African American students thrive at this Iowa high school
It’s clear to see that Cedar Rapids’ Washington High School holds the distinction that its African American students far outperform the state average: Seventy-four percent of Washington's African American students are proficient in reading and math, compared to a statewide proficiency rate of 54 percent among African Americans.
What’s less clear is why.
Could it be the school’s clearly articulated vision? Its high expectations for all students? A welcoming environment? Tradition of celebrating student success? The leadership team?
Or a 35-year principal (yes, he’s been principal for 35 years) who knows nearly every student by name?
The long and short of it is “all of the above.” But there’s no question that Principal Ralph Plagman is the very foundation.
“I think it’s all about our school culture,” Plagman said. “We have rigorous academic expectations. We don’t have any magic programs – we tried them over the years. Instead, we have a very strong emphasis on high-end academics, particularly on AP (Advanced Placement).”
That no-excuse, educate-all culture led Washington High School to be honored for its work at the annual Breaking Barriers to Teaching and Learning Award, given by the State Board of Education. The award honors Iowa schools for their work to raise achievement among students who traditionally face challenges in the classroom.
Washington's success started with a clear vision: To insist upon high expectations for all, said Mike Johnson, associate principal.
“It’s a shared vision from the principal’s office down,” Johnson said. “It is communicated down that we want to have higher expectations for kids. To do that, you need to get to know the kids. The staff know the kids and the kids trust the staff. That goes a long way to getting kids to try harder and accomplish more. From top down, it’s a shared vision.”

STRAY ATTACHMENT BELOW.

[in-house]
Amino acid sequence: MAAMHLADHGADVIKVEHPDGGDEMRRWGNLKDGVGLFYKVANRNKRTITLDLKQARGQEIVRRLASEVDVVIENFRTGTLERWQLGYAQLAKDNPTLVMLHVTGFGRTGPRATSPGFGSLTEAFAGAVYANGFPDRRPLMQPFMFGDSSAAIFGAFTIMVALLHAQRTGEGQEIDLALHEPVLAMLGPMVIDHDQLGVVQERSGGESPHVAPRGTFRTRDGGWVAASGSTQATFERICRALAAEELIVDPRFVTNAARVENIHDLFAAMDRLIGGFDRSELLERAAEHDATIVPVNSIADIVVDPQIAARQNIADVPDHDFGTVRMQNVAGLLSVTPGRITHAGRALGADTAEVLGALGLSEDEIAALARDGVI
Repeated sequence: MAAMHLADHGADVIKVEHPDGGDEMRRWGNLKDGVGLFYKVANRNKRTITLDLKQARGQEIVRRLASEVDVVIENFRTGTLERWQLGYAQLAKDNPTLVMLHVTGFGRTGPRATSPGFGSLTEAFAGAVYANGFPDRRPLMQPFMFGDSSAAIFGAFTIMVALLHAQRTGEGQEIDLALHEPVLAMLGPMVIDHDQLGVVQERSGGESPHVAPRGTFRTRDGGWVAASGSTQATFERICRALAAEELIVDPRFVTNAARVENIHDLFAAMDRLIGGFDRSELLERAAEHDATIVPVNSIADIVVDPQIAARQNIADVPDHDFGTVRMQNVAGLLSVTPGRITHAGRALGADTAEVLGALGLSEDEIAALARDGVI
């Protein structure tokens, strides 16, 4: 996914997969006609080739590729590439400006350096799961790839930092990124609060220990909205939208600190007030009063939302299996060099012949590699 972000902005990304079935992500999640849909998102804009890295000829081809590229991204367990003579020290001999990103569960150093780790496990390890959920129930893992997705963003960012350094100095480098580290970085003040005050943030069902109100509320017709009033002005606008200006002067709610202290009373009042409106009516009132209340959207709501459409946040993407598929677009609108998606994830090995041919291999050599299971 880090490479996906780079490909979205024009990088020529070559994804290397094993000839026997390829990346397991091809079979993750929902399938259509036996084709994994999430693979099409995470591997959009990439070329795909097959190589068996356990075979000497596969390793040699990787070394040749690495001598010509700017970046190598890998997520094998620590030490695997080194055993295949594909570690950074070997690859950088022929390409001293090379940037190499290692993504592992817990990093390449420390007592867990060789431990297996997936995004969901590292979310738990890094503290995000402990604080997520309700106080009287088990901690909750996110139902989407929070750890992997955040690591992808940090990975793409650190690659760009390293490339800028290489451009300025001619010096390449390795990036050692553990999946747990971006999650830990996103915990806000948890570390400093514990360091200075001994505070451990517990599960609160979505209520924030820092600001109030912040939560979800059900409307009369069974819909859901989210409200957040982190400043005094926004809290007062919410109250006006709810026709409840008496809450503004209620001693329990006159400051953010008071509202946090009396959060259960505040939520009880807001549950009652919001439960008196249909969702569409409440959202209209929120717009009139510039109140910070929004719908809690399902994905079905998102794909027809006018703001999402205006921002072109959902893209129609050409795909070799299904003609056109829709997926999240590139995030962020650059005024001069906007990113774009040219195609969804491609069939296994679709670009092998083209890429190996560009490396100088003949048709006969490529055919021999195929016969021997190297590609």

The school’s success also comes from hiring the right people – from teachers to janitors, counselors to food service staff, secretaries to security guards – said associate principal Valerie Nyberg.
“It is very intentional what we do here,” she said. “When it comes to African American students, many schools’ approaches have been to be wary or concerned. Not here. In hiring staff, Dr. Plagman is purposeful. He shares his vision with everyone. Dr. Plagman and the staff make everyone feel welcome.”
Feeling welcomed is one of many steps the school has taken. The particular focus on high-level academics is extended to all by removing barriers that have existed in the past.
“Many schools use cut scores from the Iowa Assessments, in which a student has to have a minimum score to be allowed to take certain classes,” Nyberg said. “We all encourage everyone to take AP programs. We don’t use cut scores. It’s the individual desires and interests that will determine whether a student takes a class.”
Currently, of the 352 African American students at Washington, 44 percent are in AP classes. That compares to the student population as a whole in which 55 percent are enrolled in high-level coursework.
“We feel like when students take higher-level courses, they will do better in college entrance exams,” Plagman said.
In fact, counselors actively encourage students to take high-level classes.
“Our counselors get to know the kids and challenge them to take tough courses,” Johnson said. “They talk about college planning from day one when they meet the kids.”
Getting students to challenge themselves can be tricky, Nyberg said.
“Education is a risk,” she said. “You risk embarrassment by not knowing something. But we teach them that risk-taking is incredibly important. A student may not necessarily be an 'A' student, but students invariably can benefit by the high-level classes.”